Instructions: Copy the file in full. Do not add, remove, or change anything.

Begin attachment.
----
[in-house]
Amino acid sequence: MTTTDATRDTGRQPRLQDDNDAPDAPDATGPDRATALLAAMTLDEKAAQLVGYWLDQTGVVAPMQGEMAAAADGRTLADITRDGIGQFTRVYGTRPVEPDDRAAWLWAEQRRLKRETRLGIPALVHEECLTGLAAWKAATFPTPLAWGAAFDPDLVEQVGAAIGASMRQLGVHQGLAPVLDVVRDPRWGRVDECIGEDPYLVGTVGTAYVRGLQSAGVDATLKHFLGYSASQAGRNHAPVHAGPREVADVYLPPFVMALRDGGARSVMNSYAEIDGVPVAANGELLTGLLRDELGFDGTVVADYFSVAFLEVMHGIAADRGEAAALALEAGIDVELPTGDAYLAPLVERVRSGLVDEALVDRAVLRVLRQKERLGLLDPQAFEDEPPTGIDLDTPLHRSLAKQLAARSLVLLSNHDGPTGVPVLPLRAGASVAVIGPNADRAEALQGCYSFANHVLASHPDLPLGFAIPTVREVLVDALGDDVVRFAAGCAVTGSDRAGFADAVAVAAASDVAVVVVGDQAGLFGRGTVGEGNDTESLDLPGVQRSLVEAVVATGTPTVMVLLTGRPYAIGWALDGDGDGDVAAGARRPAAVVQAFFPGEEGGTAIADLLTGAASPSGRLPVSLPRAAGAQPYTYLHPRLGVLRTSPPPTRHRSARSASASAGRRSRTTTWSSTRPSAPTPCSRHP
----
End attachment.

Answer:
[in-house]
Amino acid sequence: MTTTDATRDTGRQPRLQDDNDAPDAPDATGPDRATALLAAMTLDEKAAQLVGYWLDQTGVVAPMQGEMAAAADGRTLADITRDGIGQFTRVYGTRPVEPDDRAAWLWAEQRRLKRETRLGIPALVHEECLTGLAAWKAATFPTPLAWGAAFDPDLVEQVGAAIGASMRQLGVHQGLAPVLDVVRDPRWGRVDECIGEDPYLVGTVGTAYVRGLQSAGVDATLKHFLGYSASQAGRNHAPVHAGPREVADVYLPPFVMALRDGGARSVMNSYAEIDGVPVAANGELLTGLLRDELGFDGTVVADYFSVAFLEVMHGIAADRGEAAALALEAGIDVELPTGDAYLAPLVERVRSGLVDEALVDRAVLRVLRQKERLGLLDPQAFEDEPPTGIDLDTPLHRSLAKQLAARSLVLLSNHDGPTGVPVLPLRAGASVAVIGPNADRAEALQGCYSFANHVLASHPDLPLGFAIPTVREVLVDALGDDVVRFAAGCAVTGSDRAGFADAVAVAAASDVAVVVVGDQAGLFGRGTVGEGNDTESLDLPGVQRSLVEAVVATGTPTVMVLLTGRPYAIGWALDGDGDGDVAAGARRPAAVVQAFFPGEEGGTAIADLLTGAASPSGRLPVSLPRAAGAQPYTYLHPRLGVLRTSPPPTRHRSARSASASAGRRSRTTTWSSTRPSAPTPCSRHP